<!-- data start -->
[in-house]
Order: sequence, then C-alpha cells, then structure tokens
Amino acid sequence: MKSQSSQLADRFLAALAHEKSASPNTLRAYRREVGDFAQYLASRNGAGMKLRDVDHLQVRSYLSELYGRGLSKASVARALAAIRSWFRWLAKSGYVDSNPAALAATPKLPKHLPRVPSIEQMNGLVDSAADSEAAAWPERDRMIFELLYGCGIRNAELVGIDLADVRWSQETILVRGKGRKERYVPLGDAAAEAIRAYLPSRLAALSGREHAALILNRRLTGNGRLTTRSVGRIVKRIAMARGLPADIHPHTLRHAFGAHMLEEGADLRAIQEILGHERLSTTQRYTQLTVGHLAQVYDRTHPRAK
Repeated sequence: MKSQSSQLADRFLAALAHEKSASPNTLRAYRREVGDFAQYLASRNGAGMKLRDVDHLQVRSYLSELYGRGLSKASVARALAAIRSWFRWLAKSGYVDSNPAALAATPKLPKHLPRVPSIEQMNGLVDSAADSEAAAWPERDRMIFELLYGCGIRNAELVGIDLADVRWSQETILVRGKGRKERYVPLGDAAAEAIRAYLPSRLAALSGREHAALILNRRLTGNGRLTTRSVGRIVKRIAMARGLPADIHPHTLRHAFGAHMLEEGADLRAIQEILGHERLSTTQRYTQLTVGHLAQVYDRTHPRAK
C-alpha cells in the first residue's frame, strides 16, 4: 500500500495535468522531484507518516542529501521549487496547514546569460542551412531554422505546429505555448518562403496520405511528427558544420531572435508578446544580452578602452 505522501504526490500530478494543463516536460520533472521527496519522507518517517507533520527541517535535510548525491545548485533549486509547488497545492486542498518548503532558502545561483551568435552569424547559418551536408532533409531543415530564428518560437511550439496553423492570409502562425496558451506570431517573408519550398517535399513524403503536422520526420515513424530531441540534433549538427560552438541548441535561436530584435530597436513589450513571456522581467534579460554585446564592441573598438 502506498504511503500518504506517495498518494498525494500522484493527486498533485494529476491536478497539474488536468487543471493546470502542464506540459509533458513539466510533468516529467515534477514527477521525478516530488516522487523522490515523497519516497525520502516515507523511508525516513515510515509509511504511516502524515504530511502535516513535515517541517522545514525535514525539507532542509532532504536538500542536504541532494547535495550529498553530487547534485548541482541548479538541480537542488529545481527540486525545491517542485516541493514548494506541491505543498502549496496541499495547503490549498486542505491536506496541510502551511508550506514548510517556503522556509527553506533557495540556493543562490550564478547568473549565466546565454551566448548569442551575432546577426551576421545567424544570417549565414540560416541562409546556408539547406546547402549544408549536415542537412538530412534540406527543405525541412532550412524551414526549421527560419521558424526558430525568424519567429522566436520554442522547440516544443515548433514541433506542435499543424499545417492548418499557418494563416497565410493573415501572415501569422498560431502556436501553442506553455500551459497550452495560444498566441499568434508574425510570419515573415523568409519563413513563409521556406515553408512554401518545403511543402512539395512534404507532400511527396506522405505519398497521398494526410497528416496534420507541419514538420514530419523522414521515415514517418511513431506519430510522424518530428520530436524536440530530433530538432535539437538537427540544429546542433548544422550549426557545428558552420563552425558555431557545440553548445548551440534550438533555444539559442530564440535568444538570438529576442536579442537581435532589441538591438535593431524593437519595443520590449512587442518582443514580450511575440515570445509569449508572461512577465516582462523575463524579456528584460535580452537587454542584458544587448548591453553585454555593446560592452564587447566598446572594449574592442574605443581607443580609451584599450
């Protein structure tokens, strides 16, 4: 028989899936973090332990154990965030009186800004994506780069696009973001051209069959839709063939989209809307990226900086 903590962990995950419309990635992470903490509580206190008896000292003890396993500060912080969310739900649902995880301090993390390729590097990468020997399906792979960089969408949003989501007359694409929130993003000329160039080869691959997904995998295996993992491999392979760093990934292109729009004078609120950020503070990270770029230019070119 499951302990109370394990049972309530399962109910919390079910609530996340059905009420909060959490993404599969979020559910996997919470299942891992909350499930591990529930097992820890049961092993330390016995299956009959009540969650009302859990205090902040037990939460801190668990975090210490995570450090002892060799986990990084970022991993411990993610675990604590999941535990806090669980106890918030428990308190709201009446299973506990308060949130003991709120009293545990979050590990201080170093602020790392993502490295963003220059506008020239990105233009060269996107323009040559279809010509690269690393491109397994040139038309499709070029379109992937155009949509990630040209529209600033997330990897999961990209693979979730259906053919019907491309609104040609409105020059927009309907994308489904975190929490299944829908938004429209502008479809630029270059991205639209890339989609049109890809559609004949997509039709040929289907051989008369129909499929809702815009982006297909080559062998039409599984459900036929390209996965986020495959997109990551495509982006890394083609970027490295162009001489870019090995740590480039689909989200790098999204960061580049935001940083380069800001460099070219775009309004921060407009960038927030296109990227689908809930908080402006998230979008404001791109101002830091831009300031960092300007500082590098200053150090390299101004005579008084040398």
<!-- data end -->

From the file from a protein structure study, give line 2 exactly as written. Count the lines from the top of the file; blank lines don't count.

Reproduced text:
Order: sequence, then C-alpha cells, then structure tokens